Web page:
Jane H. Hill

Jane Hassler Hill
Frances Jane Hassler

(1939-10-27)October 27, 1939
Berkeley, California, U.S.
DiedNovember 2, 2018(2018-11-02) (aged 79)
Tucson, Arizona, U.S.
EducationB.A., UC Berkeley, 1960; Ph.D, UCLA, 1966.
  • Wayne State University (1968–1983)
  • University of Arizona (1983–2009)
Known for
  • Linguistic Anthropology
  • Descriptive Linguistics
  • Uto-Aztecan Languages
Notable work
  • The Everyday Language of White Racism
  • A Grammar of Cupeño
  • Hasta la Vista Baby: Anglo Spanish in the American Southwest
Spouse(s)Kenneth C. Hill
HonoursPresident, American Anthropological Association (1997–1999)

Frances Jane Hassler Hill, (October 27, 1939 – November 2, 2018) was an American anthropologist and linguist who worked extensively with Native American languages of the Uto-Aztecan language family and anthropological linguistics of North American communities.[1]

Early life and career[edit]

Hill was born Frances Jane Hassler in Berkeley, CA to Gerald L. Hassler and Mildred E. Mathias on October 27, 1939.[2][3] Her family moved to Binghamton, NY during World War II, then returned to California when the war ended in the late 1940s.[3] At this time, both of her parents were on staff at UCLA: her father in the Department of Engineering and her mother as director of the botanical garden, which now bears her name (see Mildred E. Mathias Botanical Garden).[3]

Hill began her post-secondary education at Reed College, which she attended for two years before transferring to University of California, Berkeley.[3] She received her B.A. from UC Berkeley in 1960, then matriculated at UCLA to pursue her Ph.D.[4][3] There she studied under influential figures in anthropology and linguistics including Harry Hoijer and William Bright.[2] She met her husband, Kenneth C. Hill, in Hoijer's historical linguistics course in 1961.[3] The Hills were married in 1962 and had their first of three children the same year.[3] Jane finished her dissertation in 1966.[4][2][3] The Hills then moved to Ann Arbor, MI, where Kenneth worked in the Department of Linguistics at the University of Michigan.[3] Jane worked at Wayne State University in the Department of Anthropology from 1968–1983, eventually becoming head of the department.[3][4] She took a sabbatical from 1974–1975, as did Kenneth, and they used this time to begin work on Nahuatl.[3] In 1983, she moved to Tucson, AZ to work at the University of Arizona as a professor of Anthropology and Linguistics.[3] While at the University, Hill received awards from the American Academy of Arts and Sciences, the American Association for the Advancement of Science, the Wenner-Gren Foundation, and the American Anthropological Association.[5][3] From 1997–1999 she served as President of the American Anthropological Association.[5][6] Around this time, Hill also successfully championed a program at the University of Arizona that would allow for a joint Ph.D. in anthropology and linguistics, a testimony to her influence in and passion for both disciplines.[3] In 2009 she retired as Regents' Professor Emerita of Anthropology and Linguistics at the University of Arizona,[5][3] but continued to work on a variety of research projects until her death.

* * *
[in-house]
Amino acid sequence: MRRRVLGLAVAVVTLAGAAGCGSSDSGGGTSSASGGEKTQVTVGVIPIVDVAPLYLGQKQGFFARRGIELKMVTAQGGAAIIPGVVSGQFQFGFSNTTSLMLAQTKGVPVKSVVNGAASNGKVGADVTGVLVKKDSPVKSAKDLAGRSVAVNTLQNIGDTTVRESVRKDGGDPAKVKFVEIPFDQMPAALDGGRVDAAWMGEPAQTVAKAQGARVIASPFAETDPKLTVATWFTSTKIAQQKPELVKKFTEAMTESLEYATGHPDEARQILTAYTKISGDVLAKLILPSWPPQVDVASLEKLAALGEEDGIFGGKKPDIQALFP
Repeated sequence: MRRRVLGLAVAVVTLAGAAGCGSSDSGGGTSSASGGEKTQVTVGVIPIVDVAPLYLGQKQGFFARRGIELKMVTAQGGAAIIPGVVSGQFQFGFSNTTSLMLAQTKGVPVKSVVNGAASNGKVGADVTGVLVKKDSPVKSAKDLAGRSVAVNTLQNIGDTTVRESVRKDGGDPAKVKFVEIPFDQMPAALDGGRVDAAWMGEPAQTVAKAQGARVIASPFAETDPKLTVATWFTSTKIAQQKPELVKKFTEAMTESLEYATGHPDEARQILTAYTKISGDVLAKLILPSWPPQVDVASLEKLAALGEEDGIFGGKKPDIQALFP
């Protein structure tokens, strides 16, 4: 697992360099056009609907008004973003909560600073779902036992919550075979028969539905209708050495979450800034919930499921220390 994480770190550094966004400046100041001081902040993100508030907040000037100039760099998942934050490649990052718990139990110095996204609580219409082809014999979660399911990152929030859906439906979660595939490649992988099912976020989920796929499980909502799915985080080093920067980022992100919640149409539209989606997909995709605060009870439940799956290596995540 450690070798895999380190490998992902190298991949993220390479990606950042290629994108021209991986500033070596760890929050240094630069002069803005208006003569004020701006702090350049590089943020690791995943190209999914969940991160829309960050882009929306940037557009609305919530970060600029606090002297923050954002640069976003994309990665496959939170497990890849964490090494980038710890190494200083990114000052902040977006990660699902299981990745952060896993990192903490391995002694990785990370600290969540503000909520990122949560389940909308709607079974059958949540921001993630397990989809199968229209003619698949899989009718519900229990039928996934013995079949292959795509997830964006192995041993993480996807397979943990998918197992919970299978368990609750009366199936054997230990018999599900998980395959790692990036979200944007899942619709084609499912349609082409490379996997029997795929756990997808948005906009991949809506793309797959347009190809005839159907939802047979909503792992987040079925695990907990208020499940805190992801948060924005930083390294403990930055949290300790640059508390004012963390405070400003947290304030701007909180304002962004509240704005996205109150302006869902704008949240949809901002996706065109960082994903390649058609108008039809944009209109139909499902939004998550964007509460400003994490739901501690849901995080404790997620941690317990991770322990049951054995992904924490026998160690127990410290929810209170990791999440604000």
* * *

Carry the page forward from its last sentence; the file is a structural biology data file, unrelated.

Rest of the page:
Hill published more than 100 articles and chapters, as well as eight books,[3] spanning many sub-disciplines of both linguistics and anthropology. Her work in descriptive linguistics, especially focused on languages spoken by American indigenous people, also made important contributions to discussions of language policy and language endangerment.[5] She contributed to the fields of linguistic anthropology and socio-linguistics, researching the use of Mock Spanish and the intersections of language, culture, identity, and power.[5] Though Hill's intellectual pursuits were diverse, they all embodied her self-proclaimed commitment to linguistic and anthropological studies that have a real-world impact on people's understanding of languages and on the people that speak them.[5]

Native American languages[edit]

Hill's work with indigenous American languages began with her dissertation focused on the Cupeño language,[7] a member of the Uto-Aztecan language family spoken in Southern California. Hill conducted fieldwork on Cupeño in 1962 and 1963 and wrote her dissertation on Cupeño, but A Grammar of Cupeño was not published until 2005.[7] The grammar uses data elicited from Roscinda Nolasquez, the last living speaker of Cupeño, as well as field notes from other linguists that had previously studied the language.[7] After Cupeño, Hill continued to work on indigenous American languages, especially those in danger of extinction. For instance, she collaborated with Ofelia Zepeda on the Tohono O'odham language and with her husband Kenneth C. Hill on the Nahuatl/Mexicano language (see List of Publications).

In addition to describing the grammar and structure of these languages, Hill also researched their history and sociopolitical context.[5] She was initially drawn to these languages by their danger of extinction and the desire to assist in preserving them through documenting their grammar and vocabulary. Hill later expanded her work beyond descriptive linguistics to analyze sociolinguistic use of these languages, as well as the ways in which they are understood by those outside their linguistic community.[5] She raised important questions about the way those advocating for endangered languages talk about the languages and people who speak them, and how their rhetoric may "inadvertently undermine [their] goals of advocacy".[8]